Christine mentioned three areas I thought would be clear for anyone using Facebook so they could save face and not dip their toe into this hell hole of lava-infused misery.

“The first problem was that I could not longer associate myself with any networks or e-mail addresses in use by the other account. That meant I couldn’t show that I work at Mashable and I couldn’t add my cell phone to my new profile. Removing those e-mails and networks from the Business Account was that workaround, but it creates more of a problem in maintaining separate pages.

“Second, and this is the real issue in my case, I can’t even send friend requests to half of my friend or even some family members because Facebook thinks that I’m spamming people I don’t actually know. I can’t do anything to convince them that I do know said individuals and instead will have to harangue my friends and family to add the new me as a friend.

“Third, even though I can switch between acting as the Christina Warren that is my personal profile and the Christina Warren that is a fan, because all of my social accounts are linked to a now defunct personal account, I have to reset every tool I have used that integrates with Facebook. I was under the impression that as a Page, I could still like a share content to that page’s feed without having a problem. Not only can I not do that, if I want to like or share content on my personal account, I need to be logged into a totally different setup.”

Don’t Try This at Home

If LinkedIn did this, businesses would stone the company into not being idiotic. LinkedIn has been raising their game a LOT these days, especially with their LinkedIn Today page which I love and use. Gives me a great snapshot before my day starts.


Now, I am–in my Facebook world–back in my teens when we moved to a new neighborhood, feeling disconnected, not being sure who is who and most of all, wondering who I am and how I get anyone to notice, or care.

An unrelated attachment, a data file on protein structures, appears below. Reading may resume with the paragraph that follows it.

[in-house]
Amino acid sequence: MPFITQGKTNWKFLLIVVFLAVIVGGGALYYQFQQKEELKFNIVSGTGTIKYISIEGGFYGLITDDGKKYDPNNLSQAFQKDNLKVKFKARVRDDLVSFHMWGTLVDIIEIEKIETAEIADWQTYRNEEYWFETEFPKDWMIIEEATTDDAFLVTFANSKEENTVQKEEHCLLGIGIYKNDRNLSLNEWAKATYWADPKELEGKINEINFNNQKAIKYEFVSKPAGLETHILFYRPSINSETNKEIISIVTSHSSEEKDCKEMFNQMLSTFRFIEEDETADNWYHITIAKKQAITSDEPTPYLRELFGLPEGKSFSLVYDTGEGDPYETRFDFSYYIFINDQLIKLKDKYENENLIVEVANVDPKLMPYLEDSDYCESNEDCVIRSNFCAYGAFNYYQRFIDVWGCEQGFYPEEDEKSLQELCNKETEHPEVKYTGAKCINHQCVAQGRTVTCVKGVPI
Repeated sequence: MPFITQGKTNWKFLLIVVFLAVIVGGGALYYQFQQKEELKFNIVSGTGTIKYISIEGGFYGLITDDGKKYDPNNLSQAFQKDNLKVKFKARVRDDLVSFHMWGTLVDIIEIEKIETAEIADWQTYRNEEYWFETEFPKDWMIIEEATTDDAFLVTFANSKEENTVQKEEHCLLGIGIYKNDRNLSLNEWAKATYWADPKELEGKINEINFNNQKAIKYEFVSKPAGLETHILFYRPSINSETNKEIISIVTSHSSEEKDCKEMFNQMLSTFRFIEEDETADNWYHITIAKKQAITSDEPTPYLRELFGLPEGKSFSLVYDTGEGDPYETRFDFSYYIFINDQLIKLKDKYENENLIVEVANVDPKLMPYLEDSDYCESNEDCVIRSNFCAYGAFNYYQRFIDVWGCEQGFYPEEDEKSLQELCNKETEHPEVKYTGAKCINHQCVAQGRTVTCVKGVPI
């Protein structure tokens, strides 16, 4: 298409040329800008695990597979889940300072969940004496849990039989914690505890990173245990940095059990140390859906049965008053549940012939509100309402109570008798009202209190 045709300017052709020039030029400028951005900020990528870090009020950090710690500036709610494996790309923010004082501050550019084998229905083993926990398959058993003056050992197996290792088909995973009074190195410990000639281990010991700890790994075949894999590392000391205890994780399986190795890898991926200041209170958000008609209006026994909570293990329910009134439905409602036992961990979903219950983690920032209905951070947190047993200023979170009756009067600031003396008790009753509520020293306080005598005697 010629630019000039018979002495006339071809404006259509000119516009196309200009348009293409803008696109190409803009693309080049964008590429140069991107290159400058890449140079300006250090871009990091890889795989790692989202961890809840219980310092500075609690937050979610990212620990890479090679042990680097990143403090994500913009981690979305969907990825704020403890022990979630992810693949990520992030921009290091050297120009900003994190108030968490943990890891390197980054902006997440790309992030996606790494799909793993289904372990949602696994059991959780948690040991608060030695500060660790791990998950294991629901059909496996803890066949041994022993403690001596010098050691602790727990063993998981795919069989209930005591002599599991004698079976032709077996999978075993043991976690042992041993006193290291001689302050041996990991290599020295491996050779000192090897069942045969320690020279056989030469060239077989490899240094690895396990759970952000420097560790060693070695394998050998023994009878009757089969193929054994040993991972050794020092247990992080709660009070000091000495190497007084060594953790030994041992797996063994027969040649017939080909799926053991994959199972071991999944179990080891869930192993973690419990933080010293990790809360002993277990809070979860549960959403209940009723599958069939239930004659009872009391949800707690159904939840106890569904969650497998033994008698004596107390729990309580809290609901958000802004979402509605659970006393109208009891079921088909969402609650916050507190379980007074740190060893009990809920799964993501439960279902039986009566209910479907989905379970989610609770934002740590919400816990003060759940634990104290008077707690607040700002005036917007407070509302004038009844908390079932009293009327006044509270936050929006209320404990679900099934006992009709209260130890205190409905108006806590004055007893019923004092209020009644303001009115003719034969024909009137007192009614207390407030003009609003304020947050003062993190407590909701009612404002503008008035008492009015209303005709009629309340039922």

To anyone at facebook reading this, this is hell.

Recipient of over 320 national and international design and branding recognitions and awards, David Brier is an award-winning brand identity designer, author, and branding expert. His firm’s work has won the admiration of peers and organizations but has, more importantly, helped clients jump-start their brands in new and innovative ways, even (and especially) when they’ve failed in previous brand makeovers. Most recently, David’s celebrated work for Botanical Bakery was selected for the 2010 Communication Arts Design Annual and will be featured in “The Big Book of Packaging.”


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About the author

Brand identity expert, veteran designer, author, speaker and Fast Company expert blogger. Shark Tank investor and CEO of fashion brand Fubu, Daymond John states, "David Brier is brilliant with branding." He’s been written about in, INC and Fortune Small Business. In addition to being a branding specialist and a Fast Company expert blogger, David's Slideshare presentations on branding have exceeded the 500,000 view milestone (a founding member of Slideshare's Half-a-Million Views Club) and is the 1st place winner in the 2013 Shorty Awards (known industry-wide as “The Oscars for Social Media”) for branding